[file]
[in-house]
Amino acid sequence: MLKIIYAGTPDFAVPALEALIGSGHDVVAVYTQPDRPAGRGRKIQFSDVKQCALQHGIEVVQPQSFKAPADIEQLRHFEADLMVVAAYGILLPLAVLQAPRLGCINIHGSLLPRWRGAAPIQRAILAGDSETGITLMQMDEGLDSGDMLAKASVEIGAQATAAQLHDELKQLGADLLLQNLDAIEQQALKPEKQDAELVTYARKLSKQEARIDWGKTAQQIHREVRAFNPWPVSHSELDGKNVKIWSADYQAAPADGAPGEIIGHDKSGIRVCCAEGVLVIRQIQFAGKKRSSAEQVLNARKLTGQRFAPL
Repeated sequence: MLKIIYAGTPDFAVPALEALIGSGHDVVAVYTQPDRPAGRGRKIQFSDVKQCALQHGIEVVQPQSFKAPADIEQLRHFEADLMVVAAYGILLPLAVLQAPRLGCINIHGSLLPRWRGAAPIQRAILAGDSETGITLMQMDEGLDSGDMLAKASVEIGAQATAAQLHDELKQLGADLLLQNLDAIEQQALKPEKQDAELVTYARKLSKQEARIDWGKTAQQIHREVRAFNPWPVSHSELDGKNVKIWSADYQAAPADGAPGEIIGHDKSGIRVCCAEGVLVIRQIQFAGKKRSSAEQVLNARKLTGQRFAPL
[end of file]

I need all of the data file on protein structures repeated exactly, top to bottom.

[in-house]
Amino acid sequence: MLKIIYAGTPDFAVPALEALIGSGHDVVAVYTQPDRPAGRGRKIQFSDVKQCALQHGIEVVQPQSFKAPADIEQLRHFEADLMVVAAYGILLPLAVLQAPRLGCINIHGSLLPRWRGAAPIQRAILAGDSETGITLMQMDEGLDSGDMLAKASVEIGAQATAAQLHDELKQLGADLLLQNLDAIEQQALKPEKQDAELVTYARKLSKQEARIDWGKTAQQIHREVRAFNPWPVSHSELDGKNVKIWSADYQAAPADGAPGEIIGHDKSGIRVCCAEGVLVIRQIQFAGKKRSSAEQVLNARKLTGQRFAPL
Repeated sequence: MLKIIYAGTPDFAVPALEALIGSGHDVVAVYTQPDRPAGRGRKIQFSDVKQCALQHGIEVVQPQSFKAPADIEQLRHFEADLMVVAAYGILLPLAVLQAPRLGCINIHGSLLPRWRGAAPIQRAILAGDSETGITLMQMDEGLDSGDMLAKASVEIGAQATAAQLHDELKQLGADLLLQNLDAIEQQALKPEKQDAELVTYARKLSKQEARIDWGKTAQQIHREVRAFNPWPVSHSELDGKNVKIWSADYQAAPADGAPGEIIGHDKSGIRVCCAEGVLVIRQIQFAGKKRSSAEQVLNARKLTGQRFAPL